- HDMI port errors are some of the most common issues when using a Raspberry Pi, no matter the model.
- Fortunately, they can be solved by either using only recommended cables or by making minor adjustments to the HDMI code line in the OS image.
- You can find similar articles with this one in our Raspberry Pi errors dedicated section on the website.
- Even more useful information can be found in the Developer Tools Hub on the website.
The HDMI output port on the Raspberry Pi is compatible with the HDMI port of most modern TVs and computer monitors.
Raspberry Pi 4 works with either a micro HDMI-to-HDMI cable, or a standard HDMI-to-HDMI cable plus a micro HDMI-to-HDMI adapter, to connect to a screen. Raspberry Pi 1, 2, and 3 use a standard HDMI-to-HDMI cable.
When you get a No signal error or Missing HDMI output message on the monitor, it means that there’s a problem with the cable connection, the SD card, or the power source.
Assuming that the cable is OK (meaning it works when connecting another device and your monitor), see below some solutions that proved successful.
Ho to get HDMI working on Raspberry Pi?
- Make sure you connect the HDMI cable to the monitor before powering on the Raspberry.
- Use an official or recommended power supply.
- Use a shorter or better quality HDMI cable.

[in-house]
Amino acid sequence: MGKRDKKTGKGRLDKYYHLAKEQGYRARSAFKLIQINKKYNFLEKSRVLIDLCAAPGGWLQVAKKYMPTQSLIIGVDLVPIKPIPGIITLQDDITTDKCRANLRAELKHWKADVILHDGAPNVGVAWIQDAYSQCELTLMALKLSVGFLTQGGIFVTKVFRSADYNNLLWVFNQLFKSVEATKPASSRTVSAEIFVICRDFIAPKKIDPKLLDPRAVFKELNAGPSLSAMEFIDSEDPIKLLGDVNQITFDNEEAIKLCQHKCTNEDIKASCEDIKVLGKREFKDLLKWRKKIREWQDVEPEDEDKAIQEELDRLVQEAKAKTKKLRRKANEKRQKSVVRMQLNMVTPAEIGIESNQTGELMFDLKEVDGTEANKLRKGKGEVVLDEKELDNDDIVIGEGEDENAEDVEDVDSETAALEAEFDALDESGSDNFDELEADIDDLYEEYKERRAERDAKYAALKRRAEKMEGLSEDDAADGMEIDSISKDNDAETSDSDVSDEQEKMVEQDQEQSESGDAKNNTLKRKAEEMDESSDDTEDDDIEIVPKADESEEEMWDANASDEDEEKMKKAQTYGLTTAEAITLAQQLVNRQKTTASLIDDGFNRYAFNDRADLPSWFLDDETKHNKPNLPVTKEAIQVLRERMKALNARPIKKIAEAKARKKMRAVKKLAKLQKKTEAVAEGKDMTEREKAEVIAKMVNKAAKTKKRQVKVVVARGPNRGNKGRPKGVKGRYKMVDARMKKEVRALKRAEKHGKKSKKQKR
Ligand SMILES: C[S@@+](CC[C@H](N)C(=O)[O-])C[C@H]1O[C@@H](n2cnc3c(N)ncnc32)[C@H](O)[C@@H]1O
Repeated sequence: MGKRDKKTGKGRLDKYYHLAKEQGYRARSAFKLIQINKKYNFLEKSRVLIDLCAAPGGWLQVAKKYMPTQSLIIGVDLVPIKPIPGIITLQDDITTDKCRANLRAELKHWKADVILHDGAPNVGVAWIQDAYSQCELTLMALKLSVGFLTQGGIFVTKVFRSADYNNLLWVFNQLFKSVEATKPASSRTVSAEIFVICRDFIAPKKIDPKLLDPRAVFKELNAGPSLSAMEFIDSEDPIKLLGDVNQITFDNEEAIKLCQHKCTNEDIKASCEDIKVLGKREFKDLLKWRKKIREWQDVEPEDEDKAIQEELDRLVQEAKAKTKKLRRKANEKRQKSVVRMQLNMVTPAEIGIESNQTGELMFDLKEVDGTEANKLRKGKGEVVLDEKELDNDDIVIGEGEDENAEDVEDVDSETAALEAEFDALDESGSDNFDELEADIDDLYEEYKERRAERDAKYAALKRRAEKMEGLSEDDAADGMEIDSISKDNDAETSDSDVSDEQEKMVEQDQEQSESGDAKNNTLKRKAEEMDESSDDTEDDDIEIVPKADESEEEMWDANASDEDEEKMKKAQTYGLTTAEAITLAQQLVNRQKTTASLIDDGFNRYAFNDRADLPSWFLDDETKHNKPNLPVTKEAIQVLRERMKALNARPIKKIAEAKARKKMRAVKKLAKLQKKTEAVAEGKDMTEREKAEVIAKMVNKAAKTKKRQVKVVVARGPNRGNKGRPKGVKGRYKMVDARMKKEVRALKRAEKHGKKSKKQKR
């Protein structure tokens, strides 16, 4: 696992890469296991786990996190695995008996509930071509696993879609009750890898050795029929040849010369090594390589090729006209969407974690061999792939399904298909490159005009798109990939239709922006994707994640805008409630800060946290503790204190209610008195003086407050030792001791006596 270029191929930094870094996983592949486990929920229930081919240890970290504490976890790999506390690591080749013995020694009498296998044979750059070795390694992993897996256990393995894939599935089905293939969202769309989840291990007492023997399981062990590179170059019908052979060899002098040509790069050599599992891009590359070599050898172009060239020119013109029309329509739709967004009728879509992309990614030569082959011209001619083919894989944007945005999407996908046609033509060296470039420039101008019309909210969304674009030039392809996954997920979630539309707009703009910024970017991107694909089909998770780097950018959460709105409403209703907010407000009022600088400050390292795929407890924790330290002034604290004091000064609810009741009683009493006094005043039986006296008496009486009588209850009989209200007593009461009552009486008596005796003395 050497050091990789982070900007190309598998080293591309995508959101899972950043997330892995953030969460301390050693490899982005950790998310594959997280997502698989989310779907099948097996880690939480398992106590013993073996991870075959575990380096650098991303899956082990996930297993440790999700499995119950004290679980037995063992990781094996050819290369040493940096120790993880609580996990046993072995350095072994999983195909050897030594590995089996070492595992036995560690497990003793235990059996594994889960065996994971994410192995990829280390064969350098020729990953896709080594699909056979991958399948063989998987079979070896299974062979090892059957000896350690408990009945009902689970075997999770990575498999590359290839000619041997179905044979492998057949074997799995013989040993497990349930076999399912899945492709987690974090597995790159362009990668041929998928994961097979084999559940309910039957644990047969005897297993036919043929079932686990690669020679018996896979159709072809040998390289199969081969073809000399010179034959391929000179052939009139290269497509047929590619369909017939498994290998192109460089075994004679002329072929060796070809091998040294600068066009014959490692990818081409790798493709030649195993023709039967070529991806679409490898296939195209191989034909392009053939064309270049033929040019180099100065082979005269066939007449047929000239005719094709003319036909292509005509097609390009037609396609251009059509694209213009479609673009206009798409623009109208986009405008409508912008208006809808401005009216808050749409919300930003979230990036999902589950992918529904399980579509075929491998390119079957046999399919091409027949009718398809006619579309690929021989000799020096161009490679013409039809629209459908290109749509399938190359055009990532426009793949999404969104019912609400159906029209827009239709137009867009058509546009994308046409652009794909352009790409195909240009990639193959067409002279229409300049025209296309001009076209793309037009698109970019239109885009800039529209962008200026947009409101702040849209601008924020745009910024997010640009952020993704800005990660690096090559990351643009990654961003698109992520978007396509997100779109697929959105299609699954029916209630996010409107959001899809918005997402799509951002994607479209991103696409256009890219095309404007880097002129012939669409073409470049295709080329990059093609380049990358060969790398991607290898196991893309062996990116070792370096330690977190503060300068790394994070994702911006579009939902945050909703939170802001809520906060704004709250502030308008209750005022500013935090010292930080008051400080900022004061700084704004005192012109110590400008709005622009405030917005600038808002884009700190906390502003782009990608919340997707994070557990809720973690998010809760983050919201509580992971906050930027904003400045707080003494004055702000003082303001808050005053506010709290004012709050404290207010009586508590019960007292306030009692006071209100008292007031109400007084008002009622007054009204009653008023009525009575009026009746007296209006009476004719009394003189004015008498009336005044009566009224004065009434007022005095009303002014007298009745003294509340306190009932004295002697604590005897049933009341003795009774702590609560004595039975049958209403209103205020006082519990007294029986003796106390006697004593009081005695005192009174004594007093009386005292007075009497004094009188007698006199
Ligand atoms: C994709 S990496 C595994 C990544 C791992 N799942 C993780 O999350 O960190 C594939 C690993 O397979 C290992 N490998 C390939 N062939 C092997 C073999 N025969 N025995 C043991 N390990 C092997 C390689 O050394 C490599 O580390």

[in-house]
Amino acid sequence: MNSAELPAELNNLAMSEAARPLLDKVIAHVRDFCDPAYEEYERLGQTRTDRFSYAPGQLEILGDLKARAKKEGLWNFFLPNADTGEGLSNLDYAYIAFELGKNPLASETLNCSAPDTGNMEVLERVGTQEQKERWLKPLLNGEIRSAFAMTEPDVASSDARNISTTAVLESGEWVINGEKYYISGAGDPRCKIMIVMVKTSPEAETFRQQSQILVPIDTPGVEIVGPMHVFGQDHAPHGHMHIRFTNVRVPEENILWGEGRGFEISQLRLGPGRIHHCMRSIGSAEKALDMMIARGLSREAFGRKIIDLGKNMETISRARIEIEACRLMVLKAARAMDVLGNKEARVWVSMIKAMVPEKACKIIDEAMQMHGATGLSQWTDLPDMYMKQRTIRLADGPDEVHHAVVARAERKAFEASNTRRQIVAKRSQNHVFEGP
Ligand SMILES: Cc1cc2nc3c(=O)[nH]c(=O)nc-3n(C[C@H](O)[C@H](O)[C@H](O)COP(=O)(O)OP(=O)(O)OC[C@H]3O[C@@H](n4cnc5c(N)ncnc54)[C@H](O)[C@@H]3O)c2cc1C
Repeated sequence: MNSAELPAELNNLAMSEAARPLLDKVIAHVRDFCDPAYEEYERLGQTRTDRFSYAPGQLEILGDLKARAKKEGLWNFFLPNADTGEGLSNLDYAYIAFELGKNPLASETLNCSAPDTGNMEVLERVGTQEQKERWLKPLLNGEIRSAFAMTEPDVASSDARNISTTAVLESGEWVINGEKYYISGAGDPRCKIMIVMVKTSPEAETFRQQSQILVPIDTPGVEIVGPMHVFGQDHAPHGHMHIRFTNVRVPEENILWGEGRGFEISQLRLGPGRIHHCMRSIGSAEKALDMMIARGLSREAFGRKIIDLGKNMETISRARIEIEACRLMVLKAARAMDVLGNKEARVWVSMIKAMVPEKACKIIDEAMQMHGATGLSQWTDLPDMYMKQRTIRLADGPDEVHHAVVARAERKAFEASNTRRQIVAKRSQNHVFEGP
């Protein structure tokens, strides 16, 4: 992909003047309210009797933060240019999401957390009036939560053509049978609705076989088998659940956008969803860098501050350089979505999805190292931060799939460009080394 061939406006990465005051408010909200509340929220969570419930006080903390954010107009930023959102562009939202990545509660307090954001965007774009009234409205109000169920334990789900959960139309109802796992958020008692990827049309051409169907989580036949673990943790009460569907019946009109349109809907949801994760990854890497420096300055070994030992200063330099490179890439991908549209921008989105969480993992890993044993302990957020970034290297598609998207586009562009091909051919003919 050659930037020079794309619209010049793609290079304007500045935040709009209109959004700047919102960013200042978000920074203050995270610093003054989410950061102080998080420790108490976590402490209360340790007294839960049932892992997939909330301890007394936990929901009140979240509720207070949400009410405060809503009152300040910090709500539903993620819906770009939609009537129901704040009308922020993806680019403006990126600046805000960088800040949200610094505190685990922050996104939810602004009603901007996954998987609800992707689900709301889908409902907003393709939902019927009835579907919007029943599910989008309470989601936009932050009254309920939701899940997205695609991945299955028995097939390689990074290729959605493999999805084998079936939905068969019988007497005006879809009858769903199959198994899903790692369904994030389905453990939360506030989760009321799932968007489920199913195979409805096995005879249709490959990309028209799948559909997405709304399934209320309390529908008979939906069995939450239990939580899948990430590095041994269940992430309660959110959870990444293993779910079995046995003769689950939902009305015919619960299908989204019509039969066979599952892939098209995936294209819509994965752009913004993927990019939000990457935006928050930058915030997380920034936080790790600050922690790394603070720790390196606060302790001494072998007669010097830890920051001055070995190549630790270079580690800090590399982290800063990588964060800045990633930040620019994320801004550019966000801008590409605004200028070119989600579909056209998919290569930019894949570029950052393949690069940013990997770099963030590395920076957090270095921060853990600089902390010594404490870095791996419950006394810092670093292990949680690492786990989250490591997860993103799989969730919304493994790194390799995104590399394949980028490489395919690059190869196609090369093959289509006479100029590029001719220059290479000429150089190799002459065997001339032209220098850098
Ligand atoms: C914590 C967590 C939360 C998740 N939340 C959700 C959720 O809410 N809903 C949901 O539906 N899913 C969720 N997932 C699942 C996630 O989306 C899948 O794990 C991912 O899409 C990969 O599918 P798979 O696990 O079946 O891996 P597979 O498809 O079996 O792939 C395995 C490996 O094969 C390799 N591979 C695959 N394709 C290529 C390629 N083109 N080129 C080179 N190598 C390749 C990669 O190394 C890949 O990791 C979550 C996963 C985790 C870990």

- Make sure your device’s power supply delivers 1A, not less.
- Remove the SD card and reboot.
If neither of these worked, you’ll have to tweak the display settings as shown below.
- Insert the SD card in another device
- Open the boot/config.txt files with a compatible reader (nano or vi)
- Look for the following two lines:
- Remove the # at the beginning of each line
- Save and remove the SD card
- Mount the card in the Raspberry Pi and the monitor should work.
If you’re using a classic monitor, not a TV monitor, you can leave out the line hdmi_drive=2.
Additionally, if the above steps didn’t work, repeat them, also removing the # from the following line: #hdmi_safe=1. This is only an alternative, as this might also affect the display quality.
This second solution can also be done directly on the Raspberry Pi, but you have to connect to the device via SSH. The modifications are the same.
We hope that this article was helpful and we welcome any comments in the dedicated section below.
Frequently Asked Questions
Depending on your Raspberry Pi model, you need either a standard HDMI-to-HDMI cable or a standard HDMI-to-HDMI cable plus a micro HDMI-to-HDMI adapter (for Pi 4).
Older TVs or monitors only have a VGA port. In this case, you should use an HDMI-to-VGA converter cable. You also have to make a change in the config.txt file.
You can connect your Raspberry Pi to a TV by using an HDMI-to-HDMI cable, or an HDMI-to-VGA converter cable. Check out our comprehensive list of best high-speed HDMI cables.